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WakeMed Blogs

2016 Is the International Year of Pulses

February 02, 2016

What are “pulses”?

Pulses are part of the legume family, but the term “pulse” refers to the dried seed. When you think pulses, think of beans.

Peas, chick peas, kidney beans – all provide a healthy source of protein; all are considered “pulses”, and all are part of the 2016 International Year of Pulses (IYP) campaign, launched by the 68th United Nations General Assembly .

According to the Food and Agricultural Organization of the United Nations (FAO), the purpose behind IYP is:

…to heighten public awareness of the nutritional benefits of pulses as part of sustainable food production aimed towards food security and nutrition.

Assortment of different types of beans

So, how do pulses impact our community?

Aside from the obvious nutritional benefits, planting and growing pulses:

  • Improves soil fertility – which is good for the environment
  • Are relatively cheap to purchase
  • Are highly nutritious – which can prevent/or help manage chronic diseases like diabetes

Check out some of the additional nutritional value that beans have as well as some great recipes to try!

Beans Health

Beans pack a nutritional punch. They are a low cost way of getting a lot of nutrients. There is plenty of research showing that eating beans and legumes on a regular basis helps with maintaining health and preventing chronic diseases.

Complex Carbohydrates

  • Beans are a source of good carbohydrates.
  • Since beans have more fiber and protein, they have a low glycemic index, making them a good choice for people with diabetes.

Dietary Fiber

  • Beans are rich in both soluble and insoluble fibers.
  • Fiber helps keep you full for a longer time, preventing blood sugar fluctuations.
  • Soluble fiber helps lower cholesterol.
  • Insoluble fiber combats constipation, colon cancer, & other digestive issues.

Protein

  • Beans are a good source of cholesterol-free plant-based protein and have been identified as a meat alternative by the USDA My Plate.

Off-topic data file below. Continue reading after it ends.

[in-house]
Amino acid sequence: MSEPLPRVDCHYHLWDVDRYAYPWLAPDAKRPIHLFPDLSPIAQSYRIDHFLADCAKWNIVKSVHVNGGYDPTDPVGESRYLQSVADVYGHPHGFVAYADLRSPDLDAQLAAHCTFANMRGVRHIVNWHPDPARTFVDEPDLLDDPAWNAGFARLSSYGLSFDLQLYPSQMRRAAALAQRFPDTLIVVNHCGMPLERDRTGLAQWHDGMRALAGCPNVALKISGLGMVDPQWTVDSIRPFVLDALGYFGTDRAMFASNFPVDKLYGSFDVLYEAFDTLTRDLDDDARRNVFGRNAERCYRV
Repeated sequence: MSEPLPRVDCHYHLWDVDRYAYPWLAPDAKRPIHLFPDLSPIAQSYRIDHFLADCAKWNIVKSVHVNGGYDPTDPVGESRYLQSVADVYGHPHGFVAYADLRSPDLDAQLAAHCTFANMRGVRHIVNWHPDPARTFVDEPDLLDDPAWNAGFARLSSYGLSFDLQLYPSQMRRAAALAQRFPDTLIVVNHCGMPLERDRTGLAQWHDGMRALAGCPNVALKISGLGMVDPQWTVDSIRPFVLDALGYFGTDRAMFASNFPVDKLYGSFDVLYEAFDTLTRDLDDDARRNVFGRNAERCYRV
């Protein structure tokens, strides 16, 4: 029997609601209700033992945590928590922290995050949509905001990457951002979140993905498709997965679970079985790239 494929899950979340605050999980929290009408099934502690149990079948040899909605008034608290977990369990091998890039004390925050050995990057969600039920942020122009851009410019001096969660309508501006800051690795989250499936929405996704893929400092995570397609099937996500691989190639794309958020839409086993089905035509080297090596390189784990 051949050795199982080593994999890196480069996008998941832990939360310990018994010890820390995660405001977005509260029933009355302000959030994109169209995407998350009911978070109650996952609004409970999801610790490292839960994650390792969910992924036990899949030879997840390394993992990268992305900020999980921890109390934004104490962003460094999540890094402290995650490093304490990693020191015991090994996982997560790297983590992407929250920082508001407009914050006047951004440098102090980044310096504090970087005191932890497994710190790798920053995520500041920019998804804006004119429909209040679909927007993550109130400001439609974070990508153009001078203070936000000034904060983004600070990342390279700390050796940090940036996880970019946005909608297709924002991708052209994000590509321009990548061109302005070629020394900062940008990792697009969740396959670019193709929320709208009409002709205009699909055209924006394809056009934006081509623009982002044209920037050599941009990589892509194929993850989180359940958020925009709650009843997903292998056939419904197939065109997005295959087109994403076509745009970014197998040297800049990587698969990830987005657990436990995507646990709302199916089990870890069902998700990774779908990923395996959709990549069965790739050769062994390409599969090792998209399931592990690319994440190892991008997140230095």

• Beans contain between 21 to 25% protein by weight, which is much higher than other sources of vegetable protein.
  • Regular intake of beans is extremely important worldwide as they provide a good source of protein at a low cost compared to animal protein sources.

Essential Vitamins and Minerals

  • Beans are good sources of potassium, a mineral that promotes healthy blood pressure levels.
  • Beans are excellent sources of copper, phosphorus, manganese & magnesium.
  • Beans are rich sources of iron.
  • Dry beans are an excellent source of riboflavin & B vitamins.

Slow Cooker Black Bean Soup

Yield: 8 cups

Ingredients

  • Black bean soup3 cups dried black beans, soaked in 8 cups of water for 8-12 hours, then drained and rinsed
  • 1 tbsp. olive oil
  • 1 red onion, finely diced
  • 1 red bell pepper, chopped
  • 4 garlic cloves, minced
  • 1 inch piece ginger, grated
  • 2 Roma tomatoes, chopped
  • 1 tsp. cumin powder, optional
  • ½ tsp. dried oregano
  • ½ cup chopped fresh cilantro
  • 8 cups water
  • Salt to taste

Instructions:

  1. In a skillet, over medium-high heat, heat the olive oil. Add the onion and red pepper. Sauté the vegetables for 4-5 minutes, just until the onions are translucent. Add the tomatoes, garlic and ginger, and stir for 1 minute, until the garlic is fragrant.
  2. Put the black beans into the slow cooker. Add the pepper and onion mixture. Add all ingredients except the cilantro. Cook the soup in the crock-pot for 8 hours on low or 4 hours on high.
  3. Add the cilantro before serving.

Spinach with Chickpeas Recipe

Servings: 6

Ingredients:

  • 2 pounds baby spinach
  • 2 tablespoons extra-virgin olive oil, divided
  • 1 medium red onion, finely chopped
  • 5 cloves garlic, minced
  • 1 19-ounce can chickpeas, drained & rinsed
  • 1 ½  teaspoons dried thyme
  • 1 ½  teaspoons dried oregano
  • 1 ½  teaspoons ground cumin
  • 1 teaspoon kosher salt
  • ½  teaspoon cayenne pepper
  • ½  cup reduced-sodium chicken broth, or vegetable broth

Instructions:

  1. In a skillet, over medium-high heat, heat the olive oil. Add the onion and sauté till translucent.
  2. Add in the spinach, a small batch at a time till all the spinach is wilted and nicely coated with the oil.
  3. Add in all the other ingredients. Cook for 1-2 minutes.
  4. Serve warm with whole wheat pita bread or over a bed of cooked brown rice.

About Parul Kharod, MS, RD, LDN

Parul is a Clinical Dietitian in Outpatient Nutrition Services at WakeMed Cary Hospital. For information related to diet and nutrition, or to speak to one of our licensed, registered dietitians, contact Outpatient Nutrition Services today. Insurance coverage and costs may vary.

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